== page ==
USA Today publisher Gannett (GCI) laid out its case on Thursday for what Tribune Publishing (TPUB) shareholders stand to lose if they don't block the approval of eight members to the publisher's recently reshuffled board in a vote slated for June 2.
Gannett launched an offer for Tribune on April 25, valuing the firm at $864 million. Gannett said in a statement that Tribune had been holding onto the offer for more than a month "without reply," and noted that rejecting its takeover offer would prevent shareholders from capturing the hefty premium inherent in the bid: The deal values Tribune at $15 a share, representing a 27% premium over Thursday morning trading levels.
Gannett said that the board appears to be "hand-picked" by Tribune's non-executive chairman, Michael Ferro, who became the company's largest shareholder after a $44 million stock purchase via a private, dilutive February exchange. "Gannett urges Tribune stockholders to vote the GOLD proxy card to "WITHHOLD" votes from the election of all eight Tribune directors," said the Gannett statement.
Roughly two thirds of Tribune's board has been reconstituted since Ferro was named non-executive chairman in February. Among the management changes was the appoinment of Justin Dearborn as CEO in late February, replacing Jack Griffin at the helm. The vote will approve the reelection of eight board members that have been added since February -- including Ferro himself.
Tribune also sold $70.5 million of newly issued shares to Patrick Soon-Shiong at $15 a share -- via his firm, Nant Capital -- making the billionaire ex-surgeon Tribune's second-largest shareholder. Soon-Shiong is slated to become Tribune's vice chairman pending the June 2 shareholder vote.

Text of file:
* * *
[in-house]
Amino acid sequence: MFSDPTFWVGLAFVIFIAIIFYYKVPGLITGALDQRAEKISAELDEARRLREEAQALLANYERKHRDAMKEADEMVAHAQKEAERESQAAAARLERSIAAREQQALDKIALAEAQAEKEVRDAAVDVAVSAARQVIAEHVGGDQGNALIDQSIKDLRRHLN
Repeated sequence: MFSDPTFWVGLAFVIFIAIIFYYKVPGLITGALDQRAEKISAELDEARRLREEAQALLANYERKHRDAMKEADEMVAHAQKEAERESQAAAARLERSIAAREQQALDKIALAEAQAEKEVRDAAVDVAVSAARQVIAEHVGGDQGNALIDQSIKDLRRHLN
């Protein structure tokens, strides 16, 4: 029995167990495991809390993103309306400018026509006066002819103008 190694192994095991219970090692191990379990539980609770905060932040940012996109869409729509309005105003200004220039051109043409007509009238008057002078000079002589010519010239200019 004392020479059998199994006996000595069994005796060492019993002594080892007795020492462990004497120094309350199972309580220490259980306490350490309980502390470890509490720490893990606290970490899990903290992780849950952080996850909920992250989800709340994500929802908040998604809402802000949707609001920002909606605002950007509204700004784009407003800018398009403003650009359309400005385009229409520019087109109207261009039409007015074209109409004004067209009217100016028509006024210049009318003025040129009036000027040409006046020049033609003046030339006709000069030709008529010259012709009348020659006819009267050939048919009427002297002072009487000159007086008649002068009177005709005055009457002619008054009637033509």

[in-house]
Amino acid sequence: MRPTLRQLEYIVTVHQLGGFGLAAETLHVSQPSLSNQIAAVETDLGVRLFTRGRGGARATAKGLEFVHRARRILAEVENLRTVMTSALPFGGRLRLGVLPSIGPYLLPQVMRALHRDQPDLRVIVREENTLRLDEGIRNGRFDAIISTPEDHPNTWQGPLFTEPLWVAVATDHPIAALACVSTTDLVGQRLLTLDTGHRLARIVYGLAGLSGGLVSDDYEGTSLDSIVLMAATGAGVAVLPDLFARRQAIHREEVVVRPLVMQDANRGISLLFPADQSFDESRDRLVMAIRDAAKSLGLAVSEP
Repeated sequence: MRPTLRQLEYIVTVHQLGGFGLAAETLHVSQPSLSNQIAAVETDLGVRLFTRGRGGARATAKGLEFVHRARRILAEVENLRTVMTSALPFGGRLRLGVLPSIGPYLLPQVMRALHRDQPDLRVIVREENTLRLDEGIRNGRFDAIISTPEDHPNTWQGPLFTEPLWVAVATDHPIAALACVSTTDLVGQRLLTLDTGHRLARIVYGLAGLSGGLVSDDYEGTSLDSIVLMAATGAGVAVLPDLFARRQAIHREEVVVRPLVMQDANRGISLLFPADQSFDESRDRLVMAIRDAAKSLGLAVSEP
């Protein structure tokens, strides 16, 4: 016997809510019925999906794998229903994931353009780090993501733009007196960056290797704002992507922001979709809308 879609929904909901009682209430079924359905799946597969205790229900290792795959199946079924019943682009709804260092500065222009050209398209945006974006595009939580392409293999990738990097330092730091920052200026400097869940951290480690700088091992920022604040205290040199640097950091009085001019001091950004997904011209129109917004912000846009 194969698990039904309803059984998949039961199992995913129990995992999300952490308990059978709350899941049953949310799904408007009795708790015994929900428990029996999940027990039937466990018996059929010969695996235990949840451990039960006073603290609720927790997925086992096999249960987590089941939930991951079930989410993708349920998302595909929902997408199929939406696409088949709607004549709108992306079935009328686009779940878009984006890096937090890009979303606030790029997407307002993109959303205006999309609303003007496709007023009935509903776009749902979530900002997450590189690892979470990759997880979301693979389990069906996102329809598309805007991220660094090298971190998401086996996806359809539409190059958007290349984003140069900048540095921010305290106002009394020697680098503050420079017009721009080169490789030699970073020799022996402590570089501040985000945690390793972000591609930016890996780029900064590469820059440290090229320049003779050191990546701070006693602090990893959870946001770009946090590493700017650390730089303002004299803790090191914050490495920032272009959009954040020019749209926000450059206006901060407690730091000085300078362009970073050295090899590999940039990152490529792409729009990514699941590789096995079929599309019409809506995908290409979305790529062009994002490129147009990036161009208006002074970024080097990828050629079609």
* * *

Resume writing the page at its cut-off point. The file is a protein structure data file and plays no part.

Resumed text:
Gannett noted in its Thursday statement that this is the second time this year (following the February purchase of 5.2 million newly issued shares by Ferro) in which Tribune's stock has been diluted by private transactions. Gannett estimates shares were diluted by about 37% by the Ferro and Soon-Shiong deals.
Gannett also also cited a recent letter sent by asset manager Towle to Tribune's board about the offer. Towle holds a more than $16 million stake in Tribune, or 4.2% of Tribune's outstanding shares.
"[S]tacking the Board and ownership in favor of one particular view is not good governance," Towle said. "In fact, your brazen efforts of late have disrupted our belief in fair play."
In response to Towle's letter, a spokesperson for Tribune Publishing said the board "stands ready to work with Gannett to assess whether there is a path forward that will create more value for both sets of shareholders," noting any statements suggesting that Tribune's management is not acting in the best interest of its shareholders "are simply false."
Meanwhile, shareholder advisory firm Glass Lewis said in a Tuesday note that shareholders would be best off approving the board nominees, noting the reconstituted board is "well positioned to fully evaluate and reject any bids that seem particularly opportunistic ... while remaining broadly open to engagement and continuing to press forward with an operational strategy intended to generate more-attractive long-term value for investors in a challenging operational environment."
The board members slated to be confirmed in the June 2 vote include: Carol Crenshaw, Justin Dearborn, David Dibble, Michael Ferro, Philip Franklin, Eddy Hartenstein, Richard Reck and Donald Tang.
- Real Money's Carleton English contributed to this report.
Larry Kramer, CEO of TheStreet, serves on the board of directors of Gannett.